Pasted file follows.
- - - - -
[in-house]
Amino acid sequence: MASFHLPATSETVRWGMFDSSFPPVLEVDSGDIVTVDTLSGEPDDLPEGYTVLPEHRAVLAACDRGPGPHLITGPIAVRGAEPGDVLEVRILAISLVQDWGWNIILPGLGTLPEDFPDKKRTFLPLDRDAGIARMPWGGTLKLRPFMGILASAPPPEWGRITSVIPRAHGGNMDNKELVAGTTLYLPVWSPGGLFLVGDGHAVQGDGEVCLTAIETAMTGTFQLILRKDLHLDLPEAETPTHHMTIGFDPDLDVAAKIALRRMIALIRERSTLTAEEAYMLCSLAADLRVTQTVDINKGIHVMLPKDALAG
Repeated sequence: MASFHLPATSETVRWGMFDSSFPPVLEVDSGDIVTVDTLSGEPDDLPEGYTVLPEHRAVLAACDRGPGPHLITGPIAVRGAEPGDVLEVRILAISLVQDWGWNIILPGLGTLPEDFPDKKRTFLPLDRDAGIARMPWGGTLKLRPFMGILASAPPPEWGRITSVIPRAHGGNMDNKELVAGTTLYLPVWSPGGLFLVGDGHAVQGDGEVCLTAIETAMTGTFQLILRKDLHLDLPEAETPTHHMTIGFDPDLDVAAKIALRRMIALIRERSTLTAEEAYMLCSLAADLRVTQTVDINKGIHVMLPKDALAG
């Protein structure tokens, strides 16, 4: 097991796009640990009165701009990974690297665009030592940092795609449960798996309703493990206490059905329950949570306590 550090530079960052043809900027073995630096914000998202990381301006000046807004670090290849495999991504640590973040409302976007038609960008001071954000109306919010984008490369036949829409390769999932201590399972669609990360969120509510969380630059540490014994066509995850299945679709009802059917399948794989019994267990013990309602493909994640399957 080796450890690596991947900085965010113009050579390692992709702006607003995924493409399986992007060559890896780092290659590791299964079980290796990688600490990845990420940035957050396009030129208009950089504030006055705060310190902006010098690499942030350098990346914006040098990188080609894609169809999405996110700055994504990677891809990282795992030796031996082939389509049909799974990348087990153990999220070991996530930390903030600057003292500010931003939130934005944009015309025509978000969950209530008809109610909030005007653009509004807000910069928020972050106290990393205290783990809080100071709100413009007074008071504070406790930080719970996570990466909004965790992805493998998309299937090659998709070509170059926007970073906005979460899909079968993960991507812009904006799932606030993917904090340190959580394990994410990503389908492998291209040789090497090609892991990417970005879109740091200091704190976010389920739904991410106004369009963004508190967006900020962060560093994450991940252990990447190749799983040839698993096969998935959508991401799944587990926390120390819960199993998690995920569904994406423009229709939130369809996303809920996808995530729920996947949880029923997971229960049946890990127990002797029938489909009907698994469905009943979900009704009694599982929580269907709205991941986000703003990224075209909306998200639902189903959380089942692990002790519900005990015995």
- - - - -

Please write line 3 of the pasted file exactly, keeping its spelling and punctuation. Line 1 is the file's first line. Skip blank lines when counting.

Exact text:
Repeated sequence: MASFHLPATSETVRWGMFDSSFPPVLEVDSGDIVTVDTLSGEPDDLPEGYTVLPEHRAVLAACDRGPGPHLITGPIAVRGAEPGDVLEVRILAISLVQDWGWNIILPGLGTLPEDFPDKKRTFLPLDRDAGIARMPWGGTLKLRPFMGILASAPPPEWGRITSVIPRAHGGNMDNKELVAGTTLYLPVWSPGGLFLVGDGHAVQGDGEVCLTAIETAMTGTFQLILRKDLHLDLPEAETPTHHMTIGFDPDLDVAAKIALRRMIALIRERSTLTAEEAYMLCSLAADLRVTQTVDINKGIHVMLPKDALAG